Monday, October 20, 2014

Robin Williams

suppose you have this theory:

If I am successful in my career, recognised critically, financially and socially for my achievements - then I will be happy and enjoy a good quality of life.

Then Robin Williams, who has all these things hangs himself and ends his life voluntarily. Invalidating the simplicity of the above life goals. 

You have to reject the hypothesis, you can now know that it doesn't work. In the example of Robin, while achieving fame, success and wealth he had early in his career an addiction to cocaine, 2 divorces and then in his late career an addiction to alcohol. 

To read his wikipedia page, alcoholism is not overtly described as a treatment for anything. And that may be the most common perception of addiction - it is a purely chemical relationship, a trap you can fall into because you like drinking too much. It's a gene, or disease. 

His 3rd wife revealed he'd been struggling with depression and also had early onset of parkinsons. 

So you can begin to make Robin Williams somehow 'other' and maintain your own life goal. Robin Williams was an exception, so while success, fame, wealth and popularity didn't work for him, they will still work for me.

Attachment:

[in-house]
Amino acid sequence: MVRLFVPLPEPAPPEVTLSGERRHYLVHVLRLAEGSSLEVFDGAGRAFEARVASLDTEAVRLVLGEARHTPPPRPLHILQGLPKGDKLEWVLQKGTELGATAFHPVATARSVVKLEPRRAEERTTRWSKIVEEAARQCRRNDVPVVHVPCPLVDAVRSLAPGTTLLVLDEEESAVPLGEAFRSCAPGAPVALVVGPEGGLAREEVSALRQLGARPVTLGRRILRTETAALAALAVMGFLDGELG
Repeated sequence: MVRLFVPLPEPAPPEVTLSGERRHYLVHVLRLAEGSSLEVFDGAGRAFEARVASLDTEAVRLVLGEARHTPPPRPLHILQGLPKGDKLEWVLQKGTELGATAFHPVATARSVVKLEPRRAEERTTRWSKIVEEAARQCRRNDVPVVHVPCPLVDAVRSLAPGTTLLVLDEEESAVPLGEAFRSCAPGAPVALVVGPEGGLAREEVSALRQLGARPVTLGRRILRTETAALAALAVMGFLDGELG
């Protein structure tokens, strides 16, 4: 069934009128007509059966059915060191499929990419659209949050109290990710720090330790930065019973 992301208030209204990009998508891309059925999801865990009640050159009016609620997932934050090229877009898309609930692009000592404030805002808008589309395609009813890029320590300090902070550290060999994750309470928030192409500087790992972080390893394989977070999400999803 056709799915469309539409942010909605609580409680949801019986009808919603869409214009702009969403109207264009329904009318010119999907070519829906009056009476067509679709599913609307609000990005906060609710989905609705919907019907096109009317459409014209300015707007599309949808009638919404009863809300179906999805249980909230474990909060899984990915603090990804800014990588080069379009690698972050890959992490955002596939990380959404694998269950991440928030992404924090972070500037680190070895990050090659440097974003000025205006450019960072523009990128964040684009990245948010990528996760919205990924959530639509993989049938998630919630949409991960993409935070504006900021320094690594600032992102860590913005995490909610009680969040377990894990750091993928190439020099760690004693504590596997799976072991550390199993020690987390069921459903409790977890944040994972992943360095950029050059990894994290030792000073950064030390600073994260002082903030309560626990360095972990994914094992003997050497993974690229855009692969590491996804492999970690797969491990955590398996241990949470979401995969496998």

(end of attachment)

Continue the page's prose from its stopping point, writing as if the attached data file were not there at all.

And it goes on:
Thing is, is that if you employ Robin Williams' problems, emotional and physical health to make an exception of him, wealth, fame, popularity are still doing nothing for anybody. 

If people who are emotionally healthy remain emotionally healthy upon winning Oscars, performing stand up and having a kajillion twitter followers, you can only conclude that these things don't harm somebody already healthy.

But people who are healthy don't spiral into despair due to a lack of fame, critical acclaim or wealth. 

This is not new, and while it will always hopefully remain shocking when a person decides to end their own life, it is perhaps healthy to rethink whether you are dealing with your own problems or hoping that something will make them go away.

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